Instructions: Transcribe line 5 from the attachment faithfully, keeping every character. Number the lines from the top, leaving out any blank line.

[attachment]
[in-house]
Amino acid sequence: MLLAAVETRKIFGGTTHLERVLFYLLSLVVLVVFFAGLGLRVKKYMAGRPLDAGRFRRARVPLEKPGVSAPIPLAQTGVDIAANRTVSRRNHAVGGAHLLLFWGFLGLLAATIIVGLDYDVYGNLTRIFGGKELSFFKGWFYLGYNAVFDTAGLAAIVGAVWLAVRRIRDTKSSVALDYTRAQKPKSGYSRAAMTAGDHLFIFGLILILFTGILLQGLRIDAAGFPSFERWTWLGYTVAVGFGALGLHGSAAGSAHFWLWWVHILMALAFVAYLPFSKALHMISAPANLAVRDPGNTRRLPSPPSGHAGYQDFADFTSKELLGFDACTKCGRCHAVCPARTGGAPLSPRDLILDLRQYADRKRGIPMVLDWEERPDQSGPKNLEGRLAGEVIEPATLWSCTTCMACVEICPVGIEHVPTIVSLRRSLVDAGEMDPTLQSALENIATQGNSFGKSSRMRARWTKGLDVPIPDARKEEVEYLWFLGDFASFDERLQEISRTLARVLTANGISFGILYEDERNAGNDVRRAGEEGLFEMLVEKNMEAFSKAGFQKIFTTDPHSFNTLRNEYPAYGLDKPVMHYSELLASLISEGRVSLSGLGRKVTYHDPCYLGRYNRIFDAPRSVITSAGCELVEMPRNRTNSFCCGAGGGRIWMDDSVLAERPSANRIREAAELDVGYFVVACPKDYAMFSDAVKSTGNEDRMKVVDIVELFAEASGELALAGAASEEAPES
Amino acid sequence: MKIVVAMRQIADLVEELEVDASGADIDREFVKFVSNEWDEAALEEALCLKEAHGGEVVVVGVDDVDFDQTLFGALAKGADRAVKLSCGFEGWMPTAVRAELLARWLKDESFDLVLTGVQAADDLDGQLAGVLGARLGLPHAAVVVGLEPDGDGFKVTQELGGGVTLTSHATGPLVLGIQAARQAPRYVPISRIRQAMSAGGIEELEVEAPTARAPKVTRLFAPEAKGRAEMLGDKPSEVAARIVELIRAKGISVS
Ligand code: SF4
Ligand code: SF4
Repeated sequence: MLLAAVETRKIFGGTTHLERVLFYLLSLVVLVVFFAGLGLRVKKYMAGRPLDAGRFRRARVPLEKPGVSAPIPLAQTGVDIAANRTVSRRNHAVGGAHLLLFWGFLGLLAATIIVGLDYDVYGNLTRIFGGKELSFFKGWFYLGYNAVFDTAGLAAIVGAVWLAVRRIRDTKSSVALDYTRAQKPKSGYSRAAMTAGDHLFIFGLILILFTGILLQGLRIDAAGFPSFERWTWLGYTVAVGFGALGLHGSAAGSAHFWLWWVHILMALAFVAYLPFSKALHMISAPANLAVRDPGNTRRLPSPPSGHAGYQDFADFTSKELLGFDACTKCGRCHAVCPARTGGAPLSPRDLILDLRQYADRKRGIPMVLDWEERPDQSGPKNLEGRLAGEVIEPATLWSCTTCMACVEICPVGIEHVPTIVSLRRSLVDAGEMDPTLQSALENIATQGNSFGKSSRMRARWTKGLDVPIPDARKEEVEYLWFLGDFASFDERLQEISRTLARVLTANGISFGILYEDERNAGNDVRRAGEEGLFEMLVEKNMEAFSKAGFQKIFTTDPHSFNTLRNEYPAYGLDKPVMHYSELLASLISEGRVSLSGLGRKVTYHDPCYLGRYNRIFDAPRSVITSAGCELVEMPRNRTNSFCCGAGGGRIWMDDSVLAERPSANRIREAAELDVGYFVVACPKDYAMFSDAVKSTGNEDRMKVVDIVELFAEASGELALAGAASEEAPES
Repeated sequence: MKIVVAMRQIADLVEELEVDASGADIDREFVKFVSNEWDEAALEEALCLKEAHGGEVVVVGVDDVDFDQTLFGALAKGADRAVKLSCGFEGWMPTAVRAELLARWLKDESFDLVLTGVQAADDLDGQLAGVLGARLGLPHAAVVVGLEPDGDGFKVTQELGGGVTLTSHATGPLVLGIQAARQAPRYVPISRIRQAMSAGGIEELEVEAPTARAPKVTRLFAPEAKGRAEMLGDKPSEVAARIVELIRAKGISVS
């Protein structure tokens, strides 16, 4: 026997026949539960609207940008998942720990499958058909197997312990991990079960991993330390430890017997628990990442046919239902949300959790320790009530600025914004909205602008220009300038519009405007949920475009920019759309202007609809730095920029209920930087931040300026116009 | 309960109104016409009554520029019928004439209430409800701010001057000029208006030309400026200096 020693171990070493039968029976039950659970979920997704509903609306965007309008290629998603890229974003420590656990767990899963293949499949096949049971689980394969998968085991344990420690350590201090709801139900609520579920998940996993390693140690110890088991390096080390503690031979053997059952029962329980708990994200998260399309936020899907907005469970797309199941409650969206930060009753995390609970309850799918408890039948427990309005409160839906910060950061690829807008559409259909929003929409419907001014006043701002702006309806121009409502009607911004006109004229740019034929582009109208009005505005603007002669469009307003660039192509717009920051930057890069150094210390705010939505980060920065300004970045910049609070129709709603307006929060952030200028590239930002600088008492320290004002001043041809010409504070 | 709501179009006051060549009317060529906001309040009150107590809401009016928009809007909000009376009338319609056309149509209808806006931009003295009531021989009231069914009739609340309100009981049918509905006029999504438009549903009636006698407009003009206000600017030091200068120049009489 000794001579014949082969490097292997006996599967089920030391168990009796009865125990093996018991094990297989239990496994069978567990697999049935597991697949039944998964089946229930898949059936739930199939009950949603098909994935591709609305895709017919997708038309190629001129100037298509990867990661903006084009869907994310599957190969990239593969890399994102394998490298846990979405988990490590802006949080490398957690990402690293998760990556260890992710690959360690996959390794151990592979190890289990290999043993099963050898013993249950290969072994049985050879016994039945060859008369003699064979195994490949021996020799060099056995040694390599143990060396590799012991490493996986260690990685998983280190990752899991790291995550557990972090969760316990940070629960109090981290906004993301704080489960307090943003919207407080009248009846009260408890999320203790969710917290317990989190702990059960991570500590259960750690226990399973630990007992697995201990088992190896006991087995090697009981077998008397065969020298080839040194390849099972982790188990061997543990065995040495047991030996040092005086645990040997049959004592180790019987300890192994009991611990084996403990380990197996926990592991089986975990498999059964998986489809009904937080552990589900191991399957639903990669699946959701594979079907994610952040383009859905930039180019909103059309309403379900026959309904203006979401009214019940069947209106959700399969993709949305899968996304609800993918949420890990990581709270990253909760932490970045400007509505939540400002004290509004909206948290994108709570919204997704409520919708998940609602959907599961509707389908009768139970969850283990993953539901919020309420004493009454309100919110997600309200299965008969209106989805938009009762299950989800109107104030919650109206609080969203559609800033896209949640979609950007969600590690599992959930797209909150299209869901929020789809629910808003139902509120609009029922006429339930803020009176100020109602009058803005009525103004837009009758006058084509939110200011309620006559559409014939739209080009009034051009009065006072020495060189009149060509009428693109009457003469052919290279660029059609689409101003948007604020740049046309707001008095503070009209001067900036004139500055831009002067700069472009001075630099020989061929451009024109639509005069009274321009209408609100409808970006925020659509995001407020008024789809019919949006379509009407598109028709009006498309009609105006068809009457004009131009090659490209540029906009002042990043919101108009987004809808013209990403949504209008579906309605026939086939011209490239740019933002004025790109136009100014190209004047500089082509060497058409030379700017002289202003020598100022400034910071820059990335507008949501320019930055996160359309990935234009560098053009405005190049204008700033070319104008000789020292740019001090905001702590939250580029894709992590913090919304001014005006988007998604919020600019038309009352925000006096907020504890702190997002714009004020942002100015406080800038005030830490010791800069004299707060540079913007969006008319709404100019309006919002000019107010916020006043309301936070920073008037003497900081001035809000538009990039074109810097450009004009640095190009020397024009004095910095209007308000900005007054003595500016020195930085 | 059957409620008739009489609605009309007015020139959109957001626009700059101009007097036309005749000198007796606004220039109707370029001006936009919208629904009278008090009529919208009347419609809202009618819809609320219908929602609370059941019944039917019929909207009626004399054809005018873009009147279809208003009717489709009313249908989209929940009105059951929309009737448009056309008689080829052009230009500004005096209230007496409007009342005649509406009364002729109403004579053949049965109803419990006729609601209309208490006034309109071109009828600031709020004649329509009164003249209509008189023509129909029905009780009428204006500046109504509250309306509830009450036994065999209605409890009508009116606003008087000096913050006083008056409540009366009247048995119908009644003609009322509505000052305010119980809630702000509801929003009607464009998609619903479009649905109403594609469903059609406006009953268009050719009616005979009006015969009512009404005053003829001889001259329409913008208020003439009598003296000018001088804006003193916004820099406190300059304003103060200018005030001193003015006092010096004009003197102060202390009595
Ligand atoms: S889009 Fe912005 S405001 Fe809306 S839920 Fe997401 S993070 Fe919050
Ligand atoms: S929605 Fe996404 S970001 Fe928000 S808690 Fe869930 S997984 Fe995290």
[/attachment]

Ligand code: SF4